Format

Send to

Choose Destination
Proc R Soc Lond B Biol Sci. 1987 Jun 22;231(1262):91-121.

The interplexiform-horizontal cell system of the fish retina: effects of dopamine, light stimulation and time in the dark.

Abstract

Interplexiform cells contact cone horizontal cells in the fish retina and probably release dopamine at synaptic sites. The effects of dopamine, certain related compounds, and light and dark régimes were tested on the intracellularly recorded activity of horizontal cells in the superfused carp retina to elucidate the functional role of the interplexiform cell. Dopamine application onto retinae kept in the dark for 30-40 min increased the size of the responses of cone horizontal cells to small-spot stimuli but decreased response size to large- and full-field stimuli. Dopamine also altered the response waveform of these cells; the transient at response onset increased in size and the depolarizing afterpotential decreased in size. Haloperidol, a dopamine antagonist, blocked these effects of dopamine application. Forskolin, an adenylate cyclase activator, increased the size of the responses of the cells to small-spot stimuli. Superfusion of vasoactive intestinal peptide did not produce any effects on horizontal cells. The results indicate that dopamine produces multiple physiological effects on cone horizontal cells by activation of an intracellular enzyme system. We propose that some of these effects are probably related to an uncoupling of the gap junctions between horizontal cells, but that other effects are most likely not explained on this basis and reflect additional changes induced in the cells by dopamine. After prolonged periods of darkness (100-110 min), compared with short periods (30-40 min), L-type cone horizontal cells exhibited responses similar to those obtained during dopamine application. Dim flickering or continuous light backgrounds did not mimic the effects of dopamine. Although dopamine application onto retinae after short-term darkness produced dramatic effects on L-type cone horizontal cells, little or no effect was observed when dopamine was applied while the effects of a previous dopamine application were still present or after prolonged darkness. These results suggest that interplexiform cells may release dopamine after prolonged darkness and that interplexiform cells may regulate lateral inhibitory effects mediated by L-type cone horizontal cells as a function of time in the dark.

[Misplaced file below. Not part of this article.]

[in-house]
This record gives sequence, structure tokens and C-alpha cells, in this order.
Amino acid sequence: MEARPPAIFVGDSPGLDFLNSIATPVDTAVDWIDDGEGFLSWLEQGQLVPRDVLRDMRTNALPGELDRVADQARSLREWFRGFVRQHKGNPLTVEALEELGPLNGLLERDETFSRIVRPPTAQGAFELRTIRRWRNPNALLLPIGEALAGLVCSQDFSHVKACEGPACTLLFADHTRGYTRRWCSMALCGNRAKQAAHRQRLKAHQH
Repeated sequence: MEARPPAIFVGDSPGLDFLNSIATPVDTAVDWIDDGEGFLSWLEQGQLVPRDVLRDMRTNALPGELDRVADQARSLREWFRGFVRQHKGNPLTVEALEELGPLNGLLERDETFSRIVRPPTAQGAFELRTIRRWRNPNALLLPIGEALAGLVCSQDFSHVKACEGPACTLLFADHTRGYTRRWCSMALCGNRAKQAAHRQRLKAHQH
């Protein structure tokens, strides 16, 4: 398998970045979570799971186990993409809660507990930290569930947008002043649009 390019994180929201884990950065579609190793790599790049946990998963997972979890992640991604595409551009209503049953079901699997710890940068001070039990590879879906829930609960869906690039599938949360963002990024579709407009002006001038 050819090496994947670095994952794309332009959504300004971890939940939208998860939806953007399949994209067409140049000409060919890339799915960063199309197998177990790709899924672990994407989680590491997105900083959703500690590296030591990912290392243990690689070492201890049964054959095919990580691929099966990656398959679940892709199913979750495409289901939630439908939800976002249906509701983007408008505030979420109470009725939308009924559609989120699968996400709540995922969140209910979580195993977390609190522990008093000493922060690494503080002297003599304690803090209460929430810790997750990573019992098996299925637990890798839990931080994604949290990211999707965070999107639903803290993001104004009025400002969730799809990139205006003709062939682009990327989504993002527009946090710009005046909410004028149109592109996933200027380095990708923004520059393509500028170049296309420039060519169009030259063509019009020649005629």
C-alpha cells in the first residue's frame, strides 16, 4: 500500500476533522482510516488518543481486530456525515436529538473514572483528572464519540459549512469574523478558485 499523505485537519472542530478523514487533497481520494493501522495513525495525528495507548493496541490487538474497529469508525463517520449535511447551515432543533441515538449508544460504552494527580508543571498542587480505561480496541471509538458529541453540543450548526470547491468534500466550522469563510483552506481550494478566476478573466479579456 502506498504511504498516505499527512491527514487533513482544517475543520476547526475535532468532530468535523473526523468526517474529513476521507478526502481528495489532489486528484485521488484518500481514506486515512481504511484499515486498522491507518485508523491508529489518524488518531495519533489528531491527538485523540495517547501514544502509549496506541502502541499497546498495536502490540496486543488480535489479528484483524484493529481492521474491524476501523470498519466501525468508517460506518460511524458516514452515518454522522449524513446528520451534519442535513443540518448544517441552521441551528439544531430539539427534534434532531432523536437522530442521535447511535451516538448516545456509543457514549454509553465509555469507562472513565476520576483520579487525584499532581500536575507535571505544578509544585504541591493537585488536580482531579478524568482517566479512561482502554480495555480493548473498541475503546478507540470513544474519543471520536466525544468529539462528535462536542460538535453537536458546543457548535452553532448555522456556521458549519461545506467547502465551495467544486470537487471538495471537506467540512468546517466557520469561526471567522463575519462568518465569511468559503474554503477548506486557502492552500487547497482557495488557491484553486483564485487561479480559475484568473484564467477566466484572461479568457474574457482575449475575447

PMID:
2888119
DOI:
10.1098/rspb.1987.0037
[Indexed for MEDLINE]

Supplemental Content

Loading ...
Support Center